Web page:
What's Hot About Cool Climate?

This years International Cool Climate Symposium for viticulture and oenology is being held in Hobart, Tasmania. I'm lucky enough to be attending which I've coincided with a family holiday in Australia. 

Jancis Robinson opened the conference with a keynote speech titled "What's hot about cool climate", which was an illuminating tour of potential new regions in the world for an expanding market for cool climate wines. She described cool climate wines as more refreshing, generally healthier (with a lower alcohol content) and easier to match with food. 

This was followed by an excellent presentation from  Dr Andrew Pirie on "Defining cool climate viticulture and winemaking". He used the GST (Growing Season Temperature) measure to define cool (14-16C), very cool (13-14C) and too cool (under 13C). Surrey is around 13.9C. 

Andrew maintained that the GST measure also tells you what varietals can be successfully grown; in very cool regions, muller-thurgau, seyval, reichensteiner, and bacchus are found, while in cool regions, such as Champagne (14.1-14.7C), Alsace and Central Otago,  gewurztraminer, pinot gris, chardonnay, pinot noir, pinot meunier, gamey, sauvignon blanc and riesling are best suited. Over 16C varieties such as cabernet sauvignon are grown in areas like Bordeaux.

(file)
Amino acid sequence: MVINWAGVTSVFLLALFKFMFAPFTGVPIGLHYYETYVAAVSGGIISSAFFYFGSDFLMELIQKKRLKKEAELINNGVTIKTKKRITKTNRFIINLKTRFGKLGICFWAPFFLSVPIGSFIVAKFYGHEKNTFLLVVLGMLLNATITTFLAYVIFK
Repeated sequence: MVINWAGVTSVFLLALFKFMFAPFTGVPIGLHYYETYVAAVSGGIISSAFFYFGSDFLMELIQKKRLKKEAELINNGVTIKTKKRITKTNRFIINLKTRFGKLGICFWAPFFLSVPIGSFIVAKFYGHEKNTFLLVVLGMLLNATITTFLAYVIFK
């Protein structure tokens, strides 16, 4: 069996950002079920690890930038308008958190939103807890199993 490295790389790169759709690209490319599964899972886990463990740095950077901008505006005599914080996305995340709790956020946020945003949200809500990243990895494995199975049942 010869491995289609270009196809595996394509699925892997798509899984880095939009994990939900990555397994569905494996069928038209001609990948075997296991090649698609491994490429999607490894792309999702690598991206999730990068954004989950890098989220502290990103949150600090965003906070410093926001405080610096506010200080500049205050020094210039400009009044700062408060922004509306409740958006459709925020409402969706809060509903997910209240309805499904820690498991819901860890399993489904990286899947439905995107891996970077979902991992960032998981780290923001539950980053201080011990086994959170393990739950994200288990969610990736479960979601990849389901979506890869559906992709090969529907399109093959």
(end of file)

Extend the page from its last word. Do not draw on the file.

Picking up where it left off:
In the last 30 years temperatures in the south of England have increased by around 1.5C, so we are likely to soon be very firmly in the cool category.